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“The risks associated with software vulnerabilities are also for the organization”

Security is one of the most important points for most companies today. This implies not only protecting your systems, but also involving the entire workforce in the need to protect them, and taking care of access to data and sensitive information. Also to certain teams and work groups, such as those dedicated to DevOps. And with the rise of hybrid working, let everyone realize that additional measures are needed to protect sensitive company information and infrastructure. Of all this, among other things, we have spoken with Albert Tort, CTO & SogetiLabs Manager of Sogeti Spain MU.

[MCPRO] The CEOs and security managers of the companies have to extend the care of security and also take it to the development teams. Especially to DevOps teams, since hackers have already managed to access the spaces used by developers for their work and fill them with malicious code, in addition to gaining access to sensitive data about ongoing developments. How can cybercriminals attack DevOps teams and what effects can their activities have on your work?

[Albert Tort] The assurance of the different software quality attributes, and especially security, must be managed throughout the entire development and delivery process. Any activity that is carried out, as well as the platforms, tools and professionals that support them, are sources of risk. Being aware of these potential vulnerabilities is essential to apply a transversal security strategy throughout these activities. It is a mistake to think that we can focus on security last, since all the previous activities that are carried out iteratively in a DevOps environment to end up delivering software versions are potential sources of vulnerability.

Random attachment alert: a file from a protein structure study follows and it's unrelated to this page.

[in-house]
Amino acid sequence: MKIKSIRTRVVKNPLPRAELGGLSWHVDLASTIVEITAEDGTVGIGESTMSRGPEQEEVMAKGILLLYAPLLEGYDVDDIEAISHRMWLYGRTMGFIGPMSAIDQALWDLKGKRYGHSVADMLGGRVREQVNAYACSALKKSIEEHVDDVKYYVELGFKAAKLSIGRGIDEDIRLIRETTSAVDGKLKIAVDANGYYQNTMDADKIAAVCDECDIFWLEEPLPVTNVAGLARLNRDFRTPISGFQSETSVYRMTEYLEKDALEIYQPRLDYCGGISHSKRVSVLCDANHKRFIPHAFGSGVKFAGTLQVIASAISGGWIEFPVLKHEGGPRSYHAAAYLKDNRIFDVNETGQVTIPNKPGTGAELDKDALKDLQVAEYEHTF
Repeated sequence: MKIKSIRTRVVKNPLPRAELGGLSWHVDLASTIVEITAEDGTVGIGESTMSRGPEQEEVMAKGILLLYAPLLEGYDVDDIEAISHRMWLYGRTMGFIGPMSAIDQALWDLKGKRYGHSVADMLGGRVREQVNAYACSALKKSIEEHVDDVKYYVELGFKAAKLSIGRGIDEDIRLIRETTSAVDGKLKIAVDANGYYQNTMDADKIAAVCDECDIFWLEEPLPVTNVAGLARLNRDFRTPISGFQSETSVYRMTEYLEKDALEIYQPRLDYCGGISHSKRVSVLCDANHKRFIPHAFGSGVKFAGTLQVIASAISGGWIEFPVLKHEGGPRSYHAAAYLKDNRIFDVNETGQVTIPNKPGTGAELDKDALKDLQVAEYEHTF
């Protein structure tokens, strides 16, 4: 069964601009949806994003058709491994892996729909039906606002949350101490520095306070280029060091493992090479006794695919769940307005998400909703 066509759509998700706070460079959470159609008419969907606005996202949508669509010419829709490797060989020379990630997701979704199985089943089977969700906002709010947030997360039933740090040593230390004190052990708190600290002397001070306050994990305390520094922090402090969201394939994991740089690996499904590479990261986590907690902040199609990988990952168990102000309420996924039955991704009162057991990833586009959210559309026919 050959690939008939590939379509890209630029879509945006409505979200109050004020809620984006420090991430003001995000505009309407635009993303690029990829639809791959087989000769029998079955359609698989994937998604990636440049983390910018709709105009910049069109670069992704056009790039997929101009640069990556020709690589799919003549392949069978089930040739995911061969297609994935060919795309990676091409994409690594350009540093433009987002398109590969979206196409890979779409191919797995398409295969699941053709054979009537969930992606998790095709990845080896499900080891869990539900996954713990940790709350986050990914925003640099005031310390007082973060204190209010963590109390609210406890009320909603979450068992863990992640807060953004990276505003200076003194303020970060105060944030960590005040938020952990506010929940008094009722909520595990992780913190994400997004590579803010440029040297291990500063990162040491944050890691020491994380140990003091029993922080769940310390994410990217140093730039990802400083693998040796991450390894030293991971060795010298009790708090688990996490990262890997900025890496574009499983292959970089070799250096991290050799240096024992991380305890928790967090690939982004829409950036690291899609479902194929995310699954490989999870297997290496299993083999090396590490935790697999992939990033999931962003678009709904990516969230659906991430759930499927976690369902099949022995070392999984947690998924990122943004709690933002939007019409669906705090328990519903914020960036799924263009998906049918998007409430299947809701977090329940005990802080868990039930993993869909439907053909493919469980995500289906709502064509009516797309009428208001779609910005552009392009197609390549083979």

In the same way that software engineers focus on approximations shift-left (assure quality as soon as possible), also hackers are doing this shift-left. In the recent book “Securing Enterprise DevOps Environments” published by Sogeti and Microsoft, three areas that require attention are identified: the developer environment (credentials, work devices, diverse networks…), the DevOps platform (code repositories, branches , pipelines…) and the application environment itself (landing zones, subscriptions, deployments, roles…).

For each area, potential attacks and good practices are identified to form a transversal strategy that addresses security risks. For example, in the developer environment, privileged credential hijacking, plugin exploits, remote connection hacks, or third-party dependency exploits can occur. In the DevOps platform environment, malware intrusions into the pipeline itself or escalation of privileges can occur. And in the environment of the application itself, theft of secrets, escalation of privileges and security breaches in data and access can also occur.